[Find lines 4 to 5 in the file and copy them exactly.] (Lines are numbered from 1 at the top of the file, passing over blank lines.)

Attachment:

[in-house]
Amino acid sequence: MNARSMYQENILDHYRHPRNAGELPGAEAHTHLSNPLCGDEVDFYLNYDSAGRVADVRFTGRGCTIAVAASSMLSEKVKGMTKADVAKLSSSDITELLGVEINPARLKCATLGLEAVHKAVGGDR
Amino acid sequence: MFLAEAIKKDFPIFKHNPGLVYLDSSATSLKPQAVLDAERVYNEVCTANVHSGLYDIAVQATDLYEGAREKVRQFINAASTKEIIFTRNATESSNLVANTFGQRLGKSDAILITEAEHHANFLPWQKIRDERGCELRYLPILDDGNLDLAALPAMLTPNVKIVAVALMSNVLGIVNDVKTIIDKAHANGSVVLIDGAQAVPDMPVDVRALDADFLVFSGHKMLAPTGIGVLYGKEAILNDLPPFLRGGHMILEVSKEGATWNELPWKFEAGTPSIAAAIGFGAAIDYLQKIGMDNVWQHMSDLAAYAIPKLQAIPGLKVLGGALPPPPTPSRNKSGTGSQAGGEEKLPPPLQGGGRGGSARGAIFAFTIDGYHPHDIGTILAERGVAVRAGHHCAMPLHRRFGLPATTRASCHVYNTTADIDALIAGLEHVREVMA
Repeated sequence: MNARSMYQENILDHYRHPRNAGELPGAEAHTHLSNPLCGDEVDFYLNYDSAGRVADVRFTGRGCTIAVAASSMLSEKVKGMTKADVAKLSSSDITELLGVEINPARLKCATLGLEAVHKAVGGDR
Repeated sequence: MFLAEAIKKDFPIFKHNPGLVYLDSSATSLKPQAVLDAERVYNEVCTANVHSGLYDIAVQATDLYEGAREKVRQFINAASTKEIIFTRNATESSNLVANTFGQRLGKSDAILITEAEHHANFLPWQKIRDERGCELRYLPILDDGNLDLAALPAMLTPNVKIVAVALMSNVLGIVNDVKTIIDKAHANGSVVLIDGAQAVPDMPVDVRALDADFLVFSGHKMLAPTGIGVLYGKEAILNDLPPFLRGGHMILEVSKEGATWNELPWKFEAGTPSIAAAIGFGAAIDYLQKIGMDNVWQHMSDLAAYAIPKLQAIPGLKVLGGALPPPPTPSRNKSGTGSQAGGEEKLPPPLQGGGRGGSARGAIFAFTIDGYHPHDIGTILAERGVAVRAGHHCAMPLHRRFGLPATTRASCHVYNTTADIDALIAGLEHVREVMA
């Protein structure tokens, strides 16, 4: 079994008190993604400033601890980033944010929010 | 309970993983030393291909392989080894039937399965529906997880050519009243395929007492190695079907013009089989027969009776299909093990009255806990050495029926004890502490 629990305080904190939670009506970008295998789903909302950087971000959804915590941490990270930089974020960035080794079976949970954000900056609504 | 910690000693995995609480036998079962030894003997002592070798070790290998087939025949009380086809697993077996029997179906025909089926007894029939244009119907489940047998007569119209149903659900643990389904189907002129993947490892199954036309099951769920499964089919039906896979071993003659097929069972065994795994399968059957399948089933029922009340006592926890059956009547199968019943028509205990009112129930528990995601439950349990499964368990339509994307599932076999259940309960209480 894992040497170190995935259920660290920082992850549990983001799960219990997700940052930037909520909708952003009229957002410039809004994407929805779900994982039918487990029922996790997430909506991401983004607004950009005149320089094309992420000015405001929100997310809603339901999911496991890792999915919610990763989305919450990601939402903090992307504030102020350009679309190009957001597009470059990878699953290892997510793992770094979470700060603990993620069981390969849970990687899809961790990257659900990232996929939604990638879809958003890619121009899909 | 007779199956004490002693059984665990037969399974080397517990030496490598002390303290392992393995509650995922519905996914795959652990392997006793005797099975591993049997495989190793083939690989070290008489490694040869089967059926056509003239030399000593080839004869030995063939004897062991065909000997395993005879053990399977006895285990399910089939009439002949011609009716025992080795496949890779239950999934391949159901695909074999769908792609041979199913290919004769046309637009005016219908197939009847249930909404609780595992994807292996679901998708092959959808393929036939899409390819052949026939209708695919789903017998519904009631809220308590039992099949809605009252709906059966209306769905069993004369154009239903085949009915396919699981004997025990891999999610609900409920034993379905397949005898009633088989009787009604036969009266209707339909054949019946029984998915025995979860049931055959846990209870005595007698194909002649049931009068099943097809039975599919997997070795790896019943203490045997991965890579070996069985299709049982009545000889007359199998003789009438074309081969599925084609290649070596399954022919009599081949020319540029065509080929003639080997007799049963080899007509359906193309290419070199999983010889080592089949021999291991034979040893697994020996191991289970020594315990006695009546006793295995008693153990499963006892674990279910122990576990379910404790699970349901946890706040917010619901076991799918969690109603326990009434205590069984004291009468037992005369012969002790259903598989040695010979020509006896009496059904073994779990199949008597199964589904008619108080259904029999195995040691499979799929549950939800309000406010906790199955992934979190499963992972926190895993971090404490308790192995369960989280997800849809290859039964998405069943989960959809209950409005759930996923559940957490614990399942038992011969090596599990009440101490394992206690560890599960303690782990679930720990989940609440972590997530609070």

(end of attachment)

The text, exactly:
Repeated sequence: MNARSMYQENILDHYRHPRNAGELPGAEAHTHLSNPLCGDEVDFYLNYDSAGRVADVRFTGRGCTIAVAASSMLSEKVKGMTKADVAKLSSSDITELLGVEINPARLKCATLGLEAVHKAVGGDR
Repeated sequence: MFLAEAIKKDFPIFKHNPGLVYLDSSATSLKPQAVLDAERVYNEVCTANVHSGLYDIAVQATDLYEGAREKVRQFINAASTKEIIFTRNATESSNLVANTFGQRLGKSDAILITEAEHHANFLPWQKIRDERGCELRYLPILDDGNLDLAALPAMLTPNVKIVAVALMSNVLGIVNDVKTIIDKAHANGSVVLIDGAQAVPDMPVDVRALDADFLVFSGHKMLAPTGIGVLYGKEAILNDLPPFLRGGHMILEVSKEGATWNELPWKFEAGTPSIAAAIGFGAAIDYLQKIGMDNVWQHMSDLAAYAIPKLQAIPGLKVLGGALPPPPTPSRNKSGTGSQAGGEEKLPPPLQGGGRGGSARGAIFAFTIDGYHPHDIGTILAERGVAVRAGHHCAMPLHRRFGLPATTRASCHVYNTTADIDALIAGLEHVREVMA